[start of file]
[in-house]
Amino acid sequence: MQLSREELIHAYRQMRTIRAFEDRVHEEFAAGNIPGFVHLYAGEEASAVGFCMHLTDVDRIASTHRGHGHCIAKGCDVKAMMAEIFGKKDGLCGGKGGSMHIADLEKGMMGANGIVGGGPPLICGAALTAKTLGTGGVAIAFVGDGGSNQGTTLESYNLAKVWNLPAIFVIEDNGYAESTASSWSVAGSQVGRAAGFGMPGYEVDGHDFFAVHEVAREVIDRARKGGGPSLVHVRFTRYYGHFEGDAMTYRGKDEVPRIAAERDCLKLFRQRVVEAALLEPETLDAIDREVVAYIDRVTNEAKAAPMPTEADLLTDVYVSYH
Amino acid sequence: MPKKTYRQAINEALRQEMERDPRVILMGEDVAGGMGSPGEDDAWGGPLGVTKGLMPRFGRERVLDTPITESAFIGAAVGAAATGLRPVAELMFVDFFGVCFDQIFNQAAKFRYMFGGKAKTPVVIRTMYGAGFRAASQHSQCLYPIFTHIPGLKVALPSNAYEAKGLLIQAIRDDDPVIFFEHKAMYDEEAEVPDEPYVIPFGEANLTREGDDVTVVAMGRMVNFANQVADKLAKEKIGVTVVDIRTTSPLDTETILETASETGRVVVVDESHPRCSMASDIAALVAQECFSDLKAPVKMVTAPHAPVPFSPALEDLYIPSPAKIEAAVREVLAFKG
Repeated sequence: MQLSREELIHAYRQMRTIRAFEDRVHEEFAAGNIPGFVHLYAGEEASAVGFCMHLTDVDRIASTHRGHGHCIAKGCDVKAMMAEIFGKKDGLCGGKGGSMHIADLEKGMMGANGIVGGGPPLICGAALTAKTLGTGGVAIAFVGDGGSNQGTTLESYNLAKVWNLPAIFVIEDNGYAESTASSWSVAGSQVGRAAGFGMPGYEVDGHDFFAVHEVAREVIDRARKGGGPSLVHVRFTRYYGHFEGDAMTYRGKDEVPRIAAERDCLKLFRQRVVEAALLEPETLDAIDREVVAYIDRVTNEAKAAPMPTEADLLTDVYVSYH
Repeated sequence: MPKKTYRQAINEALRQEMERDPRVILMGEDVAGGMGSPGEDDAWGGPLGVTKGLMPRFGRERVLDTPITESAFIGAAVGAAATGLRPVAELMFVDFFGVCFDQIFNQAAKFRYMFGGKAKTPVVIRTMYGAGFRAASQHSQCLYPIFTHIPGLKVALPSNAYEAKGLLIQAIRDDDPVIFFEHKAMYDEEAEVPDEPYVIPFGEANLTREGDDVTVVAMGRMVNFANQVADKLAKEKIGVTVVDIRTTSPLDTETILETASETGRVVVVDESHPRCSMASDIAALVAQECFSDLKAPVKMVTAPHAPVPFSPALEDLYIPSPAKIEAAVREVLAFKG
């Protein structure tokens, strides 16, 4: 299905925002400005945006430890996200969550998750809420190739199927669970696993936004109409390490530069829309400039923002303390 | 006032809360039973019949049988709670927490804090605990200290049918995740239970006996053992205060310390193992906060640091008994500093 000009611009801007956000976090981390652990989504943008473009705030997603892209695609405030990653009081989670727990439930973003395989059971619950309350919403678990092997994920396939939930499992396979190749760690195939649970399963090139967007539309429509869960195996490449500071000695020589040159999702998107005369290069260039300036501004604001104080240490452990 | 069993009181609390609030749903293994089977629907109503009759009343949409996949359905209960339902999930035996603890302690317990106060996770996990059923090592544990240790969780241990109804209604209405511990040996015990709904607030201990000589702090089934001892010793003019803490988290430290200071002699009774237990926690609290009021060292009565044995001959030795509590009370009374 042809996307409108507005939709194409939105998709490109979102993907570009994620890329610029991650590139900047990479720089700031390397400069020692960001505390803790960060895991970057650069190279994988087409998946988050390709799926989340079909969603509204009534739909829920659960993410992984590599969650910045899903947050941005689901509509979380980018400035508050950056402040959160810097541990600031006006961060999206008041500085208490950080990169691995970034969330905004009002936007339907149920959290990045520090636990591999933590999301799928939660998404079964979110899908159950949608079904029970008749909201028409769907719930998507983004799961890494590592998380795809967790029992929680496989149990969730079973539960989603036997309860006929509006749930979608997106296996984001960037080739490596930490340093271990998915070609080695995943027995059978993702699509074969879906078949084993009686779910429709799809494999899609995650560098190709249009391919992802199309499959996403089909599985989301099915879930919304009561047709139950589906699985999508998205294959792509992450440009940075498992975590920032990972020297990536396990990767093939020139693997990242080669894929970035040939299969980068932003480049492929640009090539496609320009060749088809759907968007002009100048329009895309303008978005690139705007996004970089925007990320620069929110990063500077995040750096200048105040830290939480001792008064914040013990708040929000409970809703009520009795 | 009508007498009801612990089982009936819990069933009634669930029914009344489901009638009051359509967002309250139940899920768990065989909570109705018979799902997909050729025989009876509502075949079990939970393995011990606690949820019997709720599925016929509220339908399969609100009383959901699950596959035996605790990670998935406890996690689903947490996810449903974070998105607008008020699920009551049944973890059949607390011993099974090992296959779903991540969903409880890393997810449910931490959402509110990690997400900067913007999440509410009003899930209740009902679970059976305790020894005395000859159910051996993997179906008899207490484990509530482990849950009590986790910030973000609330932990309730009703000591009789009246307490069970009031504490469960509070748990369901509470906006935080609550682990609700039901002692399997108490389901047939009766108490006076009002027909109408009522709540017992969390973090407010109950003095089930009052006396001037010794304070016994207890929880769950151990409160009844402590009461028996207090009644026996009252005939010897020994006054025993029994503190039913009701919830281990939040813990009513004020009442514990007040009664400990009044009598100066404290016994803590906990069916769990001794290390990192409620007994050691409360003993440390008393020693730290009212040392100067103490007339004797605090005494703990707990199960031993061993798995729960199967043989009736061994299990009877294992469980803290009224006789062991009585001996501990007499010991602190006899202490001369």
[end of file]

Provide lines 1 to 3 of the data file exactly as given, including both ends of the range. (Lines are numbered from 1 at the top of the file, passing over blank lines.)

[in-house]
Amino acid sequence: MQLSREELIHAYRQMRTIRAFEDRVHEEFAAGNIPGFVHLYAGEEASAVGFCMHLTDVDRIASTHRGHGHCIAKGCDVKAMMAEIFGKKDGLCGGKGGSMHIADLEKGMMGANGIVGGGPPLICGAALTAKTLGTGGVAIAFVGDGGSNQGTTLESYNLAKVWNLPAIFVIEDNGYAESTASSWSVAGSQVGRAAGFGMPGYEVDGHDFFAVHEVAREVIDRARKGGGPSLVHVRFTRYYGHFEGDAMTYRGKDEVPRIAAERDCLKLFRQRVVEAALLEPETLDAIDREVVAYIDRVTNEAKAAPMPTEADLLTDVYVSYH
Amino acid sequence: MPKKTYRQAINEALRQEMERDPRVILMGEDVAGGMGSPGEDDAWGGPLGVTKGLMPRFGRERVLDTPITESAFIGAAVGAAATGLRPVAELMFVDFFGVCFDQIFNQAAKFRYMFGGKAKTPVVIRTMYGAGFRAASQHSQCLYPIFTHIPGLKVALPSNAYEAKGLLIQAIRDDDPVIFFEHKAMYDEEAEVPDEPYVIPFGEANLTREGDDVTVVAMGRMVNFANQVADKLAKEKIGVTVVDIRTTSPLDTETILETASETGRVVVVDESHPRCSMASDIAALVAQECFSDLKAPVKMVTAPHAPVPFSPALEDLYIPSPAKIEAAVREVLAFKG